... error:14082174:SSL routines:SSL3_CHECK_CERT_AND_ALGORITHM:dh key too small
The error number you are interested in is the OpenSSL error 0x14082174.
SSL3_CHECK_CERT_AND_ALGORITHM is usually seen when enabling export grade ciphers. It may be showing up again in non-export grade negotiations due to Logjam (see below).
I'm assuming DH Key is too small is the main problem, but I have no idea what that means. I've googled Diffie–Hellman key exchange, along with the message "key too small" but I haven't had much luck.
That's due to the recent Logjam attack from the paper Imperfect Forward Secrecy: How Diffie-Hellman Fails in Practice.
You should use 2048-bit Diffie-Hellman groups or larger. You should not be using 512-bit or 1024-bit Diffie-Hellman groups.
The first thing to check for is your cipher list string. It should be similar to:
It will avoid the export grade ciphers, and use modern ciphers. But you will also need to ensure your DH callback is not using a weak/small field size. For that, you need to check the server configuration.
Some folks are "solving" the issue with
kRSA is a key transport scheme, not a key agreement scheme. The RSA key transport scheme does not provide forward secrecy, and its use is usually discouraged. In fact, its going to be removed from TLS 1.3.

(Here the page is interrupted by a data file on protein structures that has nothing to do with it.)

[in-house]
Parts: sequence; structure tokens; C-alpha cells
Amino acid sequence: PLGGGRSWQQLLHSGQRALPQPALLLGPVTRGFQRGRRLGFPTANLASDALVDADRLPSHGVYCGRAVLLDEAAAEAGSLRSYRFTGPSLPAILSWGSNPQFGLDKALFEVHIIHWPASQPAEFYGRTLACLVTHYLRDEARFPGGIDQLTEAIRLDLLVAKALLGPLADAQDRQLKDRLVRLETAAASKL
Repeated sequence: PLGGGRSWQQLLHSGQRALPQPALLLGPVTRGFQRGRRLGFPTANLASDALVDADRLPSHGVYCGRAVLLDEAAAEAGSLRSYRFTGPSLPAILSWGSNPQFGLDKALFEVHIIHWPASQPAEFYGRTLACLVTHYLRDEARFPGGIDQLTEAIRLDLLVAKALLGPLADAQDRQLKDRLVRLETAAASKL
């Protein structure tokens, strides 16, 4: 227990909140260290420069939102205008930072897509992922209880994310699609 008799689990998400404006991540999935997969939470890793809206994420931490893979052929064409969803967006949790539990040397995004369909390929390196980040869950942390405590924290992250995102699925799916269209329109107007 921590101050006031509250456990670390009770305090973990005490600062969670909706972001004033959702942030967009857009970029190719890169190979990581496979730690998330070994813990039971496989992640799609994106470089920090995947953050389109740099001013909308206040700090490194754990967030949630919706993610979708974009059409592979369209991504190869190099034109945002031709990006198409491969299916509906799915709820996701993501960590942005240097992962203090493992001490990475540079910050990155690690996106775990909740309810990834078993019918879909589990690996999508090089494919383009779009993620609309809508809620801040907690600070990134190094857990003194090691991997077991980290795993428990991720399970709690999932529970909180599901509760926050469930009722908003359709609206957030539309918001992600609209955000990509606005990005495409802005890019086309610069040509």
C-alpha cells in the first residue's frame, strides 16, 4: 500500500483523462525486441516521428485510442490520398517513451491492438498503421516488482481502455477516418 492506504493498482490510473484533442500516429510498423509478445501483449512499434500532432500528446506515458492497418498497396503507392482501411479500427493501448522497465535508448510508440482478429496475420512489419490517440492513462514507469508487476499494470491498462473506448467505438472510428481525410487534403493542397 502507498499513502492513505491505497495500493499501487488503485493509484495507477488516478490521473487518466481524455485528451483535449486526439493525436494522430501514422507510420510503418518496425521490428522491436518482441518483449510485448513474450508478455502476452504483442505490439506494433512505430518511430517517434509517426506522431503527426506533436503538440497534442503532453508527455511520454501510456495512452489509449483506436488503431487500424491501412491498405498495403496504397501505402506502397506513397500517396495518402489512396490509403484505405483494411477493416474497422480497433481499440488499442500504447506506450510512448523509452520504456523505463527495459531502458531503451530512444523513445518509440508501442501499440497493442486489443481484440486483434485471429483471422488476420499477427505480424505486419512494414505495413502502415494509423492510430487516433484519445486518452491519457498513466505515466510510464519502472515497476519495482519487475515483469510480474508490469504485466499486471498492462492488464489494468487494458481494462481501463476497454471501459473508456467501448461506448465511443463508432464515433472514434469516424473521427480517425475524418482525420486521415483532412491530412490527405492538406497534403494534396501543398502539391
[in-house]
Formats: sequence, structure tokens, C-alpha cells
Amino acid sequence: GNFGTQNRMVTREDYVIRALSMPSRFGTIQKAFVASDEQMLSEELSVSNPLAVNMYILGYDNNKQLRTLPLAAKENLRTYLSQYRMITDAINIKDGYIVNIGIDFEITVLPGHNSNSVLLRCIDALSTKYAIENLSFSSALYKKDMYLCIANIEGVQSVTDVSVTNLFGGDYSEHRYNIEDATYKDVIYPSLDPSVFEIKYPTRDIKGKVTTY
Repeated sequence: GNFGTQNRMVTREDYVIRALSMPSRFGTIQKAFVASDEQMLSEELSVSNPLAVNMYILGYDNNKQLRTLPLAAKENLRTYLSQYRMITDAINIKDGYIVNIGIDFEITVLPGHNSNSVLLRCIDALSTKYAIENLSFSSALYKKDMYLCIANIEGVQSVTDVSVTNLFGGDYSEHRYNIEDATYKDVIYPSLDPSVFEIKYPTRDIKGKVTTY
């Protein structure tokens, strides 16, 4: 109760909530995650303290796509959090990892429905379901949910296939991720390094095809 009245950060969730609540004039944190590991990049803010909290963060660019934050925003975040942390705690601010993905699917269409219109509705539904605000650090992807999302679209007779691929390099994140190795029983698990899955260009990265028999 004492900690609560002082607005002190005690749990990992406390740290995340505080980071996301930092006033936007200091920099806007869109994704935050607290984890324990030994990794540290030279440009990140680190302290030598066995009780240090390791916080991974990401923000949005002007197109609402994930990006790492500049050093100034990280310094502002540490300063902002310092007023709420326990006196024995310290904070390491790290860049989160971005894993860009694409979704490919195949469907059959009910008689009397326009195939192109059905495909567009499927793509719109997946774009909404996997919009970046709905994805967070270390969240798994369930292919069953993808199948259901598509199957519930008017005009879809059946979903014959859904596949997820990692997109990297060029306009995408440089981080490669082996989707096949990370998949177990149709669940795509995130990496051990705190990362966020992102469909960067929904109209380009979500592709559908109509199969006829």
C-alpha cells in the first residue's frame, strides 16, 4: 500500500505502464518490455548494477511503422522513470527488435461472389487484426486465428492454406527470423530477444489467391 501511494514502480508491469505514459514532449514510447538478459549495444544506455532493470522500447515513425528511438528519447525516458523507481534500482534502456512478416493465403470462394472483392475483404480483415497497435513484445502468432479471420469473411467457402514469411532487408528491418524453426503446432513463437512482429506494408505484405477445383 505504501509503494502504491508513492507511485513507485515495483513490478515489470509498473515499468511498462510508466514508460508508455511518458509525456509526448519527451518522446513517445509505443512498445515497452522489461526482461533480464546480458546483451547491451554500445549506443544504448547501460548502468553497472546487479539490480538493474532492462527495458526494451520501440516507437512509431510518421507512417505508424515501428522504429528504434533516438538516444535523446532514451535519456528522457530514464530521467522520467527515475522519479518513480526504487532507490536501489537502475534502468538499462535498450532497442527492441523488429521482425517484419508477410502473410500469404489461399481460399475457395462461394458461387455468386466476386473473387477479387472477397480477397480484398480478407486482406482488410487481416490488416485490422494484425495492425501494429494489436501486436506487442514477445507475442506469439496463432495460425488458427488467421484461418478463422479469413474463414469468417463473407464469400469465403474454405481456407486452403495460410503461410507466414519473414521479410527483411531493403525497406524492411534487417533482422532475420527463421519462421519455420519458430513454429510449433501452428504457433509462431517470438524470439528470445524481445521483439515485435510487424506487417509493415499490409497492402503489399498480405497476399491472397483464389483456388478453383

I can only say "usually discouraged" because it depends on the data being protected. If you have SSL/TLS to guard downloads of a publicly available file, then its probably OK to use. If your website has a login, then its probably a little risky to use it because the password is secret data (unlike the publicly downloadable file).
To avoid key transport and pass those Qualsys SSL Labs tests for web server configurations and forward secrecy, use:
In your Apache configuration file, it would look like so:
# cat /etc/httpd/conf.d/ssl.conf | grep SSLCipherSuite
# SSLCipherSuite HIGH:MEDIUM:!aNULL:!MD5
I seem to recall
wget rejected small groups quite some time before the paper was released. It might make a good test case for your site.
There's also an improved sslscan, which tests for lots of things. That might make a good QA tool, too.